Failure to document language and developmental dysfunction in the child with head trauma at the time of presentation is a medicolegal pitfall. For example, a 3-year-old child with a history of normal development may exhibit a regression of language usage and development after a documented head injury. Because it may be difficult to ascertain whether a loss of language and subsequent poor language development is directly related to the trauma, it is important to document the child’s condition at the time of presentation.

Such documentation may include a comprehensive neurologic examination, along with imaging studies. Through appropriate evaluation of the child’s current condition, potential sequelae (eg, seizures) can be excluded or diagnosed right after the trauma occurred. Documenting a reasonable cause for language dysfunction protects against potential liability.

Another potential medicolegal pitfall is failure to notify Child Protective Services (CPS) regarding suspected abuse or other safety issues affecting the presenting child. For example, a child may present with a history of regression in social relatedness that occurs simultaneously with possible physical abuse by a parent.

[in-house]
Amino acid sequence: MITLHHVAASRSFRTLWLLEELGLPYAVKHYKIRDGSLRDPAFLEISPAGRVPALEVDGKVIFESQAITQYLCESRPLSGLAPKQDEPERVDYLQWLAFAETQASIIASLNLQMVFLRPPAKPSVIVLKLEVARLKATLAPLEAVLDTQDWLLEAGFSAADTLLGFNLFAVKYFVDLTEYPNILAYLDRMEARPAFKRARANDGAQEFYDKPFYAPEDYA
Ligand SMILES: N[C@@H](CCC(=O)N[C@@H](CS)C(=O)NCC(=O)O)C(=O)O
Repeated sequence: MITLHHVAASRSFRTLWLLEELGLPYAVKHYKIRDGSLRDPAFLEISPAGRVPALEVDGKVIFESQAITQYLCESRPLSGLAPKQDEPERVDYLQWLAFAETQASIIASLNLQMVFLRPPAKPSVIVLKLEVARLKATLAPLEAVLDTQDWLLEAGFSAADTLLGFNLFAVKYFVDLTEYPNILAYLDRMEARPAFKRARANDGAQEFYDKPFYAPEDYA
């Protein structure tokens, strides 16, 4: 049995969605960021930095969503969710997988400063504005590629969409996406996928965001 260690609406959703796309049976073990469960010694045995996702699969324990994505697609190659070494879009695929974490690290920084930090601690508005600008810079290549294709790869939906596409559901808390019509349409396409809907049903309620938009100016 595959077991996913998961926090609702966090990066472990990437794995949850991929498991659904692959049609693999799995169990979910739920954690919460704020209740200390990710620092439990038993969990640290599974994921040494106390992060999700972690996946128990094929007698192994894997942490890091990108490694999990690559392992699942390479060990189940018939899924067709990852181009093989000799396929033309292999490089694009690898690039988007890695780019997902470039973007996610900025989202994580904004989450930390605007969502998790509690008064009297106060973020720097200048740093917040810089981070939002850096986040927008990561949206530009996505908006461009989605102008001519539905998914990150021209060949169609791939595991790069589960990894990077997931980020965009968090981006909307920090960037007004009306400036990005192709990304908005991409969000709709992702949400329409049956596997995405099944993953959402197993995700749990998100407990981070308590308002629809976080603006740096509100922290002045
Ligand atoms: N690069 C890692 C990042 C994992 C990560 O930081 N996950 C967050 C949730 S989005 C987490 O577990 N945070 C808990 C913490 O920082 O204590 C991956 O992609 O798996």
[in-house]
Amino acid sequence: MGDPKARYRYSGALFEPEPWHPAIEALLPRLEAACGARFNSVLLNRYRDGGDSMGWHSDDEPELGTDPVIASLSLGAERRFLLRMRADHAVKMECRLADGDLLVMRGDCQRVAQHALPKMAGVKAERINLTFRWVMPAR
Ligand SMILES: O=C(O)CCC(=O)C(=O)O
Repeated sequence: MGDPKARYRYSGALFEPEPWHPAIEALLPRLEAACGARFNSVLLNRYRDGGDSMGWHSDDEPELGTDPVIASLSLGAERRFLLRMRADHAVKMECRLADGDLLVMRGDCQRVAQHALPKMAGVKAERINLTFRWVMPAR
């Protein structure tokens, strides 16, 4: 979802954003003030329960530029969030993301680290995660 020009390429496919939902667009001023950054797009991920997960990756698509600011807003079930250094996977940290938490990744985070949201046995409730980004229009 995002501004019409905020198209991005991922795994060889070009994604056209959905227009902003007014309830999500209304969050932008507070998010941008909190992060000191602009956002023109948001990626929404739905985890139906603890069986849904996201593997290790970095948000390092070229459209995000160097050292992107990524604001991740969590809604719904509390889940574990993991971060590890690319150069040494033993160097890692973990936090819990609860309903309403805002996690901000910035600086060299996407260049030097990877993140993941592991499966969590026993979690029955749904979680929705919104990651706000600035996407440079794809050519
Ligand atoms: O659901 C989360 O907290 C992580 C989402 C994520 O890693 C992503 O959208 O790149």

In such cases, the physician is legally required to involve the local CPS so that the agency can investigate the suspicion of abuse and make a judgment regarding the child’s safety. If this report is not made, the physician may be criminally liable. Therefore, it is important to call CPS regardless of whether the possible abuse is a likely cause of the child’s problems with social relatedness.

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Contributor Information and Disclosures
Author

Bettina E Bernstein, DO Distinguished Fellow, American Academy of Child and Adolescent Psychiatry; Distinguished Fellow, American Psychiatric Association; Clinical Assistant Professor of Neurosciences and Psychiatry, Philadelphia College of Osteopathic Medicine; Clinical Affiliate Medical Staff, Department of Child and Adolescent Psychiatry, Children's Hospital of Philadelphia; Consultant to theVillage, Private Practice; Consultant PMHCC/CBH at Family Court, Philadelphia

Bettina E Bernstein, DO is a member of the following medical societies: American Academy of Child and Adolescent Psychiatry, American Psychiatric Association

Disclosure: Nothing to disclose.

Chief Editor

Caroly Pataki, MD Health Sciences Clinical Professor of Psychiatry and Biobehavioral Sciences, University of California, Los Angeles, David Geffen School of Medicine

Caroly Pataki, MD is a member of the following medical societies: American Academy of Child and Adolescent Psychiatry, New York Academy of Sciences, Physicians for Social Responsibility

Disclosure: Nothing to disclose.

Acknowledgements

Mary L Windle, PharmD Adjunct Associate Professor, University of Nebraska Medical Center College of Pharmacy; Editor-in-Chief, Medscape Drug Reference

Disclosure: Nothing to disclose.